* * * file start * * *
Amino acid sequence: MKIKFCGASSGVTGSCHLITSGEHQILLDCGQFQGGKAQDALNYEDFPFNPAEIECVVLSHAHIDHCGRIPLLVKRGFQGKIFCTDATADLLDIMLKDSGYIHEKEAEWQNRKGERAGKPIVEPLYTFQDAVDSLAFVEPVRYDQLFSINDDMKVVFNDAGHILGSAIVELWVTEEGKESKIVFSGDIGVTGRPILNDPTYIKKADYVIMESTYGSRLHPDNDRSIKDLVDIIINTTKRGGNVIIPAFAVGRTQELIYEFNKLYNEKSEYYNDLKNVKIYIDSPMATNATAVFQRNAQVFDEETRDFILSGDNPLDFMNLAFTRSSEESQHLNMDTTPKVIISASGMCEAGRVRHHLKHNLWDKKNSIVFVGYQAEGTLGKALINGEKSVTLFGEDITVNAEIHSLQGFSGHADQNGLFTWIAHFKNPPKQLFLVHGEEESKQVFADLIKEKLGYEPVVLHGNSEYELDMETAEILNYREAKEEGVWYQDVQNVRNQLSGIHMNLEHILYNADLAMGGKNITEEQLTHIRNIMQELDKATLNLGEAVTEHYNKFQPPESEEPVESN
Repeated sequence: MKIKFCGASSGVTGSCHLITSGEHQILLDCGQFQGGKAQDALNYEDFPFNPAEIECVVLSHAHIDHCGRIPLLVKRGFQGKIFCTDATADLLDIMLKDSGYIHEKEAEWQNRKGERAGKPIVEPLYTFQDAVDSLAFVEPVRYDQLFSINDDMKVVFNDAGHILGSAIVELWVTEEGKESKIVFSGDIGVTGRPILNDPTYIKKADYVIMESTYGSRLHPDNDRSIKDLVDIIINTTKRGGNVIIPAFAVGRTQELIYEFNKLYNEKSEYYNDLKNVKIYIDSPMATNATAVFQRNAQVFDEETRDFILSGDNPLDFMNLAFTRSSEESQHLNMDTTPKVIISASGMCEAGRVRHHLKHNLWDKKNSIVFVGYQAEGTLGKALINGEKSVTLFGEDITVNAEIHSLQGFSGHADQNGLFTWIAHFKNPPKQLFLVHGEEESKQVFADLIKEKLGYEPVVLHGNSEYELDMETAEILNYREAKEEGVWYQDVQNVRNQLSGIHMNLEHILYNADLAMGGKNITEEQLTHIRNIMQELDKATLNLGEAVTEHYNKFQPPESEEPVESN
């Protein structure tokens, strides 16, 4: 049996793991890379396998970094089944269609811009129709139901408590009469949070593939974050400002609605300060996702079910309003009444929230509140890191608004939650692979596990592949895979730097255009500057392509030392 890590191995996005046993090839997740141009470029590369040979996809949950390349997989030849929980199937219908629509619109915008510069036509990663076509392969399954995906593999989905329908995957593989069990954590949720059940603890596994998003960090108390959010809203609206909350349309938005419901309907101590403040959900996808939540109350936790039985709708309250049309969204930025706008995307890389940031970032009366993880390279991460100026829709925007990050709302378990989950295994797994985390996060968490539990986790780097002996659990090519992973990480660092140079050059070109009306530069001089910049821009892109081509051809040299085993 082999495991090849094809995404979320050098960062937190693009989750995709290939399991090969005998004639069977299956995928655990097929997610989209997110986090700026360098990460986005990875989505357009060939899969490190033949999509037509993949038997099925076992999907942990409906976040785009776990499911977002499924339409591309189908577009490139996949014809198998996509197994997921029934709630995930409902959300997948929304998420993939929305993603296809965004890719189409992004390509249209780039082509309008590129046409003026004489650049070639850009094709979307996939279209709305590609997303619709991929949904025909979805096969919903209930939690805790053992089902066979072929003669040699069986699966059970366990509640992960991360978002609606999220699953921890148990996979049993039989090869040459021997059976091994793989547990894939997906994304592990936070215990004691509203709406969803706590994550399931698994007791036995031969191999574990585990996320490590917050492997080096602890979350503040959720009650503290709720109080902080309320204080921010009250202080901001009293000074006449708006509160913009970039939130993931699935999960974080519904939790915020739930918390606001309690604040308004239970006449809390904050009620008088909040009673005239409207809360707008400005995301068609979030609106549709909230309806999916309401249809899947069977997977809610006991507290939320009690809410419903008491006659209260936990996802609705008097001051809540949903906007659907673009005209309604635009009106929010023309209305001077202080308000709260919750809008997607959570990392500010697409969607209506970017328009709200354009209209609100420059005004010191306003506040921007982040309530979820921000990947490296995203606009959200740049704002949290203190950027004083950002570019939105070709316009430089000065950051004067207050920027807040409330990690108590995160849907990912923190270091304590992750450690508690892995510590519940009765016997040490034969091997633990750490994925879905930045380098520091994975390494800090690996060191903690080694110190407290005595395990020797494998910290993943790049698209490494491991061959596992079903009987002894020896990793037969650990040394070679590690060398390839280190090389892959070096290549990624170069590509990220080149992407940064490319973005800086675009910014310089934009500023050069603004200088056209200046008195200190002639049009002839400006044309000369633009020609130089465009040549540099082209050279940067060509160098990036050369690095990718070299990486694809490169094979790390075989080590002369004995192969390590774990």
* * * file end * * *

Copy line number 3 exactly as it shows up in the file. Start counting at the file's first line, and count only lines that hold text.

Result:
């Protein structure tokens, strides 16, 4: 049996793991890379396998970094089944269609811009129709139901408590009469949070593939974050400002609605300060996702079910309003009444929230509140890191608004939650692979596990592949895979730097255009500057392509030392 890590191995996005046993090839997740141009470029590369040979996809949950390349997989030849929980199937219908629509619109915008510069036509990663076509392969399954995906593999989905329908995957593989069990954590949720059940603890596994998003960090108390959010809203609206909350349309938005419901309907101590403040959900996808939540109350936790039985709708309250049309969204930025706008995307890389940031970032009366993880390279991460100026829709925007990050709302378990989950295994797994985390996060968490539990986790780097002996659990090519992973990480660092140079050059070109009306530069001089910049821009892109081509051809040299085993 082999495991090849094809995404979320050098960062937190693009989750995709290939399991090969005998004639069977299956995928655990097929997610989209997110986090700026360098990460986005990875989505357009060939899969490190033949999509037509993949038997099925076992999907942990409906976040785009776990499911977002499924339409591309189908577009490139996949014809198998996509197994997921029934709630995930409902959300997948929304998420993939929305993603296809965004890719189409992004390509249209780039082509309008590129046409003026004489650049070639850009094709979307996939279209709305590609997303619709991929949904025909979805096969919903209930939690805790053992089902066979072929003669040699069986699966059970366990509640992960991360978002609606999220699953921890148990996979049993039989090869040459021997059976091994793989547990894939997906994304592990936070215990004691509203709406969803706590994550399931698994007791036995031969191999574990585990996320490590917050492997080096602890979350503040959720009650503290709720109080902080309320204080921010009250202080901001009293000074006449708006509160913009970039939130993931699935999960974080519904939790915020739930918390606001309690604040308004239970006449809390904050009620008088909040009673005239409207809360707008400005995301068609979030609106549709909230309806999916309401249809899947069977997977809610006991507290939320009690809410419903008491006659209260936990996802609705008097001051809540949903906007659907673009005209309604635009009106929010023309209305001077202080308000709260919750809008997607959570990392500010697409969607209506970017328009709200354009209209609100420059005004010191306003506040921007982040309530979820921000990947490296995203606009959200740049704002949290203190950027004083950002570019939105070709316009430089000065950051004067207050920027807040409330990690108590995160849907990912923190270091304590992750450690508690892995510590519940009765016997040490034969091997633990750490994925879905930045380098520091994975390494800090690996060191903690080694110190407290005595395990020797494998910290993943790049698209490494491991061959596992079903009987002894020896990793037969650990040394070679590690060398390839280190090389892959070096290549990624170069590509990220080149992407940064490319973005800086675009910014310089934009500023050069603004200088056209200046008195200190002639049009002839400006044309000369633009020609130089465009040549540099082209050279940067060509160098990036050369690095990718070299990486694809490169094979790390075989080590002369004995192969390590774990």